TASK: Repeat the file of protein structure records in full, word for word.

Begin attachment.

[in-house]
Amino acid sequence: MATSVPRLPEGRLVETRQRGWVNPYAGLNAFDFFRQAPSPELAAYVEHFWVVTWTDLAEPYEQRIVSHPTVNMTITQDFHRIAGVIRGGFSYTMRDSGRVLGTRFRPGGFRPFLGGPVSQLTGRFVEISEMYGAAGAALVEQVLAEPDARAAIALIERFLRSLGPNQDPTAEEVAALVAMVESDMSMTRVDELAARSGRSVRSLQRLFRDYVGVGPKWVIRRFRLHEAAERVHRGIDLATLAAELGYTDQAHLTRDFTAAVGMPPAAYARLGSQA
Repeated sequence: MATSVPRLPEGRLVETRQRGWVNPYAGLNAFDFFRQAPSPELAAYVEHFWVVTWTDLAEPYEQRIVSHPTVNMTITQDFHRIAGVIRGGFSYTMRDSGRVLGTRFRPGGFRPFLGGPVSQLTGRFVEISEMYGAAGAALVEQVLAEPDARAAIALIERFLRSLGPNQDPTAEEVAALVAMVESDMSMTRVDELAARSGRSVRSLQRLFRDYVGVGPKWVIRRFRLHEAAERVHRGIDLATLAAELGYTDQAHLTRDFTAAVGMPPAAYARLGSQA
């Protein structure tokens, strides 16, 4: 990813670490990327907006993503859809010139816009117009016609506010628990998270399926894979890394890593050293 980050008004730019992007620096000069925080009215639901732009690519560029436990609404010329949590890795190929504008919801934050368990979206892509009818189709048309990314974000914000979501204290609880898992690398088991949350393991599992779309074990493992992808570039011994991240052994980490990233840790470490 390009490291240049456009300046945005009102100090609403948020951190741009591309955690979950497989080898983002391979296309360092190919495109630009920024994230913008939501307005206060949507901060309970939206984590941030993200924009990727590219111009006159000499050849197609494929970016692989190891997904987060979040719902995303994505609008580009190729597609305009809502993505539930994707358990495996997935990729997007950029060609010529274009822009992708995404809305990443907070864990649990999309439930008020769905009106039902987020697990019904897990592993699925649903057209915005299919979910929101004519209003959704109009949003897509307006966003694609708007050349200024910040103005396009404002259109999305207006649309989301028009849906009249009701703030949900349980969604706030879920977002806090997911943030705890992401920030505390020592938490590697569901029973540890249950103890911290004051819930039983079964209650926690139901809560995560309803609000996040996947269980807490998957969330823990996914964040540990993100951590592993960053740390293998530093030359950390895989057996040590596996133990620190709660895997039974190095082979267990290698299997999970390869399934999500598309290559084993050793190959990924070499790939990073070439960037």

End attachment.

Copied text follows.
[in-house]
Amino acid sequence: MATSVPRLPEGRLVETRQRGWVNPYAGLNAFDFFRQAPSPELAAYVEHFWVVTWTDLAEPYEQRIVSHPTVNMTITQDFHRIAGVIRGGFSYTMRDSGRVLGTRFRPGGFRPFLGGPVSQLTGRFVEISEMYGAAGAALVEQVLAEPDARAAIALIERFLRSLGPNQDPTAEEVAALVAMVESDMSMTRVDELAARSGRSVRSLQRLFRDYVGVGPKWVIRRFRLHEAAERVHRGIDLATLAAELGYTDQAHLTRDFTAAVGMPPAAYARLGSQA
Repeated sequence: MATSVPRLPEGRLVETRQRGWVNPYAGLNAFDFFRQAPSPELAAYVEHFWVVTWTDLAEPYEQRIVSHPTVNMTITQDFHRIAGVIRGGFSYTMRDSGRVLGTRFRPGGFRPFLGGPVSQLTGRFVEISEMYGAAGAALVEQVLAEPDARAAIALIERFLRSLGPNQDPTAEEVAALVAMVESDMSMTRVDELAARSGRSVRSLQRLFRDYVGVGPKWVIRRFRLHEAAERVHRGIDLATLAAELGYTDQAHLTRDFTAAVGMPPAAYARLGSQA
């Protein structure tokens, strides 16, 4: 990813670490990327907006993503859809010139816009117009016609506010628990998270399926894979890394890593050293 980050008004730019992007620096000069925080009215639901732009690519560029436990609404010329949590890795190929504008919801934050368990979206892509009818189709048309990314974000914000979501204290609880898992690398088991949350393991599992779309074990493992992808570039011994991240052994980490990233840790470490 390009490291240049456009300046945005009102100090609403948020951190741009591309955690979950497989080898983002391979296309360092190919495109630009920024994230913008939501307005206060949507901060309970939206984590941030993200924009990727590219111009006159000499050849197609494929970016692989190891997904987060979040719902995303994505609008580009190729597609305009809502993505539930994707358990495996997935990729997007950029060609010529274009822009992708995404809305990443907070864990649990999309439930008020769905009106039902987020697990019904897990592993699925649903057209915005299919979910929101004519209003959704109009949003897509307006966003694609708007050349200024910040103005396009404002259109999305207006649309989301028009849906009249009701703030949900349980969604706030879920977002806090997911943030705890992401920030505390020592938490590697569901029973540890249950103890911290004051819930039983079964209650926690139901809560995560309803609000996040996947269980807490998957969330823990996914964040540990993100951590592993960053740390293998530093030359950390895989057996040590596996133990620190709660895997039974190095082979267990290698299997999970390869399934999500598309290559084993050793190959990924070499790939990073070439960037």